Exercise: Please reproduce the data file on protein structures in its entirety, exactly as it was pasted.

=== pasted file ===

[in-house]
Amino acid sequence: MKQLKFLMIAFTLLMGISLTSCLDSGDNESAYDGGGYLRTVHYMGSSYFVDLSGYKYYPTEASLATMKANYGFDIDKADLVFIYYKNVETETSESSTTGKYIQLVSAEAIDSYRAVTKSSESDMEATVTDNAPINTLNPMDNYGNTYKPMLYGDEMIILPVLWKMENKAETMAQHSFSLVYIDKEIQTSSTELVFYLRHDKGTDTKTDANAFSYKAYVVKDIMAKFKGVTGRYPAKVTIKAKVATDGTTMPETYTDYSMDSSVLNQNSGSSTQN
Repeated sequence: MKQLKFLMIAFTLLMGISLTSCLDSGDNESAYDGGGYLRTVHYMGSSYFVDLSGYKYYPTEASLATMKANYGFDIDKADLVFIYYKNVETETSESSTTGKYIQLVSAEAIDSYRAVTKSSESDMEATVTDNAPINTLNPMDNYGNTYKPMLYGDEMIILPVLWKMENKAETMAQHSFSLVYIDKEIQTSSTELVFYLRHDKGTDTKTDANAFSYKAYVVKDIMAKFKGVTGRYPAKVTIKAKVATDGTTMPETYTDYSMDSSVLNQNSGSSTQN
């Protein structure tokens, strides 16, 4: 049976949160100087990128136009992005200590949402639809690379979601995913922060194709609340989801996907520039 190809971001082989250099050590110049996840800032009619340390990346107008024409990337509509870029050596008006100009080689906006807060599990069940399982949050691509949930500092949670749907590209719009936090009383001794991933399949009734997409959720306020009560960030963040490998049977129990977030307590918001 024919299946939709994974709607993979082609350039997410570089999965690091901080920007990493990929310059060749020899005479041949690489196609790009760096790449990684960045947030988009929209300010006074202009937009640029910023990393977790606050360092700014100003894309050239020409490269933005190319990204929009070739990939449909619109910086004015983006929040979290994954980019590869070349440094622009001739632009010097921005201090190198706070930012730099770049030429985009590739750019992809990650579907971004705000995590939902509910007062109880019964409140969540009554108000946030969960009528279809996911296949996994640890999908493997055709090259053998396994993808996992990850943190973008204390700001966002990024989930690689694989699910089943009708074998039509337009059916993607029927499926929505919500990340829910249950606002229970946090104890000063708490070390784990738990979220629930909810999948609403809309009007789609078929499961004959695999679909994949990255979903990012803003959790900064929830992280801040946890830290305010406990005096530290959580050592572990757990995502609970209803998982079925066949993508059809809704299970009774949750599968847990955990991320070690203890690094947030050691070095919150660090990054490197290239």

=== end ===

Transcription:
[in-house]
Amino acid sequence: MKQLKFLMIAFTLLMGISLTSCLDSGDNESAYDGGGYLRTVHYMGSSYFVDLSGYKYYPTEASLATMKANYGFDIDKADLVFIYYKNVETETSESSTTGKYIQLVSAEAIDSYRAVTKSSESDMEATVTDNAPINTLNPMDNYGNTYKPMLYGDEMIILPVLWKMENKAETMAQHSFSLVYIDKEIQTSSTELVFYLRHDKGTDTKTDANAFSYKAYVVKDIMAKFKGVTGRYPAKVTIKAKVATDGTTMPETYTDYSMDSSVLNQNSGSSTQN
Repeated sequence: MKQLKFLMIAFTLLMGISLTSCLDSGDNESAYDGGGYLRTVHYMGSSYFVDLSGYKYYPTEASLATMKANYGFDIDKADLVFIYYKNVETETSESSTTGKYIQLVSAEAIDSYRAVTKSSESDMEATVTDNAPINTLNPMDNYGNTYKPMLYGDEMIILPVLWKMENKAETMAQHSFSLVYIDKEIQTSSTELVFYLRHDKGTDTKTDANAFSYKAYVVKDIMAKFKGVTGRYPAKVTIKAKVATDGTTMPETYTDYSMDSSVLNQNSGSSTQN
């Protein structure tokens, strides 16, 4: 049976949160100087990128136009992005200590949402639809690379979601995913922060194709609340989801996907520039 190809971001082989250099050590110049996840800032009619340390990346107008024409990337509509870029050596008006100009080689906006807060599990069940399982949050691509949930500092949670749907590209719009936090009383001794991933399949009734997409959720306020009560960030963040490998049977129990977030307590918001 024919299946939709994974709607993979082609350039997410570089999965690091901080920007990493990929310059060749020899005479041949690489196609790009760096790449990684960045947030988009929209300010006074202009937009640029910023990393977790606050360092700014100003894309050239020409490269933005190319990204929009070739990939449909619109910086004015983006929040979290994954980019590869070349440094622009001739632009010097921005201090190198706070930012730099770049030429985009590739750019992809990650579907971004705000995590939902509910007062109880019964409140969540009554108000946030969960009528279809996911296949996994640890999908493997055709090259053998396994993808996992990850943190973008204390700001966002990024989930690689694989699910089943009708074998039509337009059916993607029927499926929505919500990340829910249950606002229970946090104890000063708490070390784990738990979220629930909810999948609403809309009007789609078929499961004959695999679909994949990255979903990012803003959790900064929830992280801040946890830290305010406990005096530290959580050592572990757990995502609970209803998982079925066949993508059809809704299970009774949750599968847990955990991320070690203890690094947030050691070095919150660090990054490197290239």